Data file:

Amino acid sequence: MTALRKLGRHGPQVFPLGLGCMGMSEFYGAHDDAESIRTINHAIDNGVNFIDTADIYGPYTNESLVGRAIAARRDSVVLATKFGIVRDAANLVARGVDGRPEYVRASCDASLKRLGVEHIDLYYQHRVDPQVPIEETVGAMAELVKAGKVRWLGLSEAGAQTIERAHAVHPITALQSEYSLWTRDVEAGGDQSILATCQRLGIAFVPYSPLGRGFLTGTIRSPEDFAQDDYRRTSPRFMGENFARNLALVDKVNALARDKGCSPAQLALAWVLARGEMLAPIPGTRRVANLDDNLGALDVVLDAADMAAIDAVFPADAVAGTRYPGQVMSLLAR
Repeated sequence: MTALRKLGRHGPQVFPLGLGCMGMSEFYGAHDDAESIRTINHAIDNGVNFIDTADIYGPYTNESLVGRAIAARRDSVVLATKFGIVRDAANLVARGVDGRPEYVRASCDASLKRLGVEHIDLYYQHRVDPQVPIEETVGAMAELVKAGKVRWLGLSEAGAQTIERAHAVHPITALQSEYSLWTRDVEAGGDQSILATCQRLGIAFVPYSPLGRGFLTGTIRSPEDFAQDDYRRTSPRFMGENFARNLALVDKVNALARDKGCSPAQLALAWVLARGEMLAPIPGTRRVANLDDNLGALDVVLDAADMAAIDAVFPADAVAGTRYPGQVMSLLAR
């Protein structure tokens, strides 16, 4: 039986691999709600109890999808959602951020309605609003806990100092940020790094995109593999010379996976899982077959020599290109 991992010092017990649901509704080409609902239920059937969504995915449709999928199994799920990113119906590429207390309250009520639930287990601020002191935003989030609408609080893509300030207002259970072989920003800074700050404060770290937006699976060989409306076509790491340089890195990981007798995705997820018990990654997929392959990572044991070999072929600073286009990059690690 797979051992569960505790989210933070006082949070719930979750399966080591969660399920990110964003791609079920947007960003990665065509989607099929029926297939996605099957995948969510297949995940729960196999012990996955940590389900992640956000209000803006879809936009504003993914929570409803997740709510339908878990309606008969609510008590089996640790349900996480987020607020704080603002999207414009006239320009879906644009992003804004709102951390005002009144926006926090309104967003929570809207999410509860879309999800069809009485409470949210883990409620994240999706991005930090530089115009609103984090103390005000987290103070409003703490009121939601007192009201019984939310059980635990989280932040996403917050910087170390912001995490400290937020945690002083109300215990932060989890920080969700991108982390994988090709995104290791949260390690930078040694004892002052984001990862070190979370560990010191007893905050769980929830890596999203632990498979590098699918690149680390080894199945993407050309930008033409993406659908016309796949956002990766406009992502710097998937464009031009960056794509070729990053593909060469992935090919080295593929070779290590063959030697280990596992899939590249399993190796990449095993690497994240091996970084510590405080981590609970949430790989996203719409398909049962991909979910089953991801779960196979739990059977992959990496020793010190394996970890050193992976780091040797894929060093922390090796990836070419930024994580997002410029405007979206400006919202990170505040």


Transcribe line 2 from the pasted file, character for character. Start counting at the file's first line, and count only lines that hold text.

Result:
Repeated sequence: MTALRKLGRHGPQVFPLGLGCMGMSEFYGAHDDAESIRTINHAIDNGVNFIDTADIYGPYTNESLVGRAIAARRDSVVLATKFGIVRDAANLVARGVDGRPEYVRASCDASLKRLGVEHIDLYYQHRVDPQVPIEETVGAMAELVKAGKVRWLGLSEAGAQTIERAHAVHPITALQSEYSLWTRDVEAGGDQSILATCQRLGIAFVPYSPLGRGFLTGTIRSPEDFAQDDYRRTSPRFMGENFARNLALVDKVNALARDKGCSPAQLALAWVLARGEMLAPIPGTRRVANLDDNLGALDVVLDAADMAAIDAVFPADAVAGTRYPGQVMSLLAR